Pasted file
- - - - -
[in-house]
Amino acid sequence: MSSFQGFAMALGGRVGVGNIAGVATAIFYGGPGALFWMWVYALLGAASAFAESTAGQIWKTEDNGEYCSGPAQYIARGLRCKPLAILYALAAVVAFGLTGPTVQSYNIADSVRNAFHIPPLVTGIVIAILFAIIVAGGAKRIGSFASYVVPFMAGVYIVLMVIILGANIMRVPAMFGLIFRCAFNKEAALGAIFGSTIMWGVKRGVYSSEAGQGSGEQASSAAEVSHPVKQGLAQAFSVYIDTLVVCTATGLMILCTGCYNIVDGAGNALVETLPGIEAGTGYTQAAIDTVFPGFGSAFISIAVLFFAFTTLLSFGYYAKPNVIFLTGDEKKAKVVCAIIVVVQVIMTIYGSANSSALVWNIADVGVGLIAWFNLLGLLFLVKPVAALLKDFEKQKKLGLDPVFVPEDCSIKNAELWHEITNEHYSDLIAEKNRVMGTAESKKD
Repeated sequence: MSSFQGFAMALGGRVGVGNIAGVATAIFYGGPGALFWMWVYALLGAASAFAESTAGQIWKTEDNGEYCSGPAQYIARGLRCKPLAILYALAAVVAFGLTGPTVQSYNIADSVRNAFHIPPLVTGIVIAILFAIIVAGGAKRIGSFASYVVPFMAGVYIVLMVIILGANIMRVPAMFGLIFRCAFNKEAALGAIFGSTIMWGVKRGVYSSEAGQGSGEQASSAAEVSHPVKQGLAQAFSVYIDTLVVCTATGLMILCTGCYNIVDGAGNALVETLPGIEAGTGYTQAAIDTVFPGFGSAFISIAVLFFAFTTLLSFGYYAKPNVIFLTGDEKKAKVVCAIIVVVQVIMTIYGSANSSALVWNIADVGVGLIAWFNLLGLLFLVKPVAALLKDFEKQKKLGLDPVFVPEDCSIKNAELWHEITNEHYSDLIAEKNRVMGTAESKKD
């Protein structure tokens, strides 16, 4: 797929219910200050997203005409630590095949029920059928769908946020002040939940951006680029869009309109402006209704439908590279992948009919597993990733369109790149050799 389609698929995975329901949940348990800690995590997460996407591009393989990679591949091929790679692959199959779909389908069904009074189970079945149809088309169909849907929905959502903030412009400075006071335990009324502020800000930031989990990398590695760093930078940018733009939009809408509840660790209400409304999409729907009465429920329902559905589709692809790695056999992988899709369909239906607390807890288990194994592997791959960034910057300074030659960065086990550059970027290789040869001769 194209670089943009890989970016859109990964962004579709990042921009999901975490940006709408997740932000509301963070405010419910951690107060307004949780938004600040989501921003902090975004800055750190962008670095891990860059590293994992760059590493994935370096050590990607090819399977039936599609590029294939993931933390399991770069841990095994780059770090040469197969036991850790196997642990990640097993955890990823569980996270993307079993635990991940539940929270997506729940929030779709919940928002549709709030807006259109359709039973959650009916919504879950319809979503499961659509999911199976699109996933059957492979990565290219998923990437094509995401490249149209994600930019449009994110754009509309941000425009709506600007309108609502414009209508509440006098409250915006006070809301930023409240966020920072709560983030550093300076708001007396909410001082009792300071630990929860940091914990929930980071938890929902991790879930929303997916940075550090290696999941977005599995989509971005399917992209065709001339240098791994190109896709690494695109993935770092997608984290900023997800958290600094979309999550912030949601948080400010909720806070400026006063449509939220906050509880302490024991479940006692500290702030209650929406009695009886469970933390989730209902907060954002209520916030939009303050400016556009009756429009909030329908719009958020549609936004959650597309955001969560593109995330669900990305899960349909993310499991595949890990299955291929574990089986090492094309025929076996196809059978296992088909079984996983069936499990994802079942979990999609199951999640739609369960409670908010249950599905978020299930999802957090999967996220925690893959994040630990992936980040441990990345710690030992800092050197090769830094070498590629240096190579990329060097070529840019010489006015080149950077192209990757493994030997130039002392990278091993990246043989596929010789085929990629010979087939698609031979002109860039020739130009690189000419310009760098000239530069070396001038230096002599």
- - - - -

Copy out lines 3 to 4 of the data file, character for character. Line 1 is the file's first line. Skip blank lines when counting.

Repeated sequence: MSSFQGFAMALGGRVGVGNIAGVATAIFYGGPGALFWMWVYALLGAASAFAESTAGQIWKTEDNGEYCSGPAQYIARGLRCKPLAILYALAAVVAFGLTGPTVQSYNIADSVRNAFHIPPLVTGIVIAILFAIIVAGGAKRIGSFASYVVPFMAGVYIVLMVIILGANIMRVPAMFGLIFRCAFNKEAALGAIFGSTIMWGVKRGVYSSEAGQGSGEQASSAAEVSHPVKQGLAQAFSVYIDTLVVCTATGLMILCTGCYNIVDGAGNALVETLPGIEAGTGYTQAAIDTVFPGFGSAFISIAVLFFAFTTLLSFGYYAKPNVIFLTGDEKKAKVVCAIIVVVQVIMTIYGSANSSALVWNIADVGVGLIAWFNLLGLLFLVKPVAALLKDFEKQKKLGLDPVFVPEDCSIKNAELWHEITNEHYSDLIAEKNRVMGTAESKKD
């Protein structure tokens, strides 16, 4: 797929219910200050997203005409630590095949029920059928769908946020002040939940951006680029869009309109402006209704439908590279992948009919597993990733369109790149050799 389609698929995975329901949940348990800690995590997460996407591009393989990679591949091929790679692959199959779909389908069904009074189970079945149809088309169909849907929905959502903030412009400075006071335990009324502020800000930031989990990398590695760093930078940018733009939009809408509840660790209400409304999409729907009465429920329902559905589709692809790695056999992988899709369909239906607390807890288990194994592997791959960034910057300074030659960065086990550059970027290789040869001769 194209670089943009890989970016859109990964962004579709990042921009999901975490940006709408997740932000509301963070405010419910951690107060307004949780938004600040989501921003902090975004800055750190962008670095891990860059590293994992760059590493994935370096050590990607090819399977039936599609590029294939993931933390399991770069841990095994780059770090040469197969036991850790196997642990990640097993955890990823569980996270993307079993635990991940539940929270997506729940929030779709919940928002549709709030807006259109359709039973959650009916919504879950319809979503499961659509999911199976699109996933059957492979990565290219998923990437094509995401490249149209994600930019449009994110754009509309941000425009709506600007309108609502414009209508509440006098409250915006006070809301930023409240966020920072709560983030550093300076708001007396909410001082009792300071630990929860940091914990929930980071938890929902991790879930929303997916940075550090290696999941977005599995989509971005399917992209065709001339240098791994190109896709690494695109993935770092997608984290900023997800958290600094979309999550912030949601948080400010909720806070400026006063449509939220906050509880302490024991479940006692500290702030209650929406009695009886469970933390989730209902907060954002209520916030939009303050400016556009009756429009909030329908719009958020549609936004959650597309955001969560593109995330669900990305899960349909993310499991595949890990299955291929574990089986090492094309025929076996196809059978296992088909079984996983069936499990994802079942979990999609199951999640739609369960409670908010249950599905978020299930999802957090999967996220925690893959994040630990992936980040441990990345710690030992800092050197090769830094070498590629240096190579990329060097070529840019010489006015080149950077192209990757493994030997130039002392990278091993990246043989596929010789085929990629010979087939698609031979002109860039020739130009690189000419310009760098000239530069070396001038230096002599």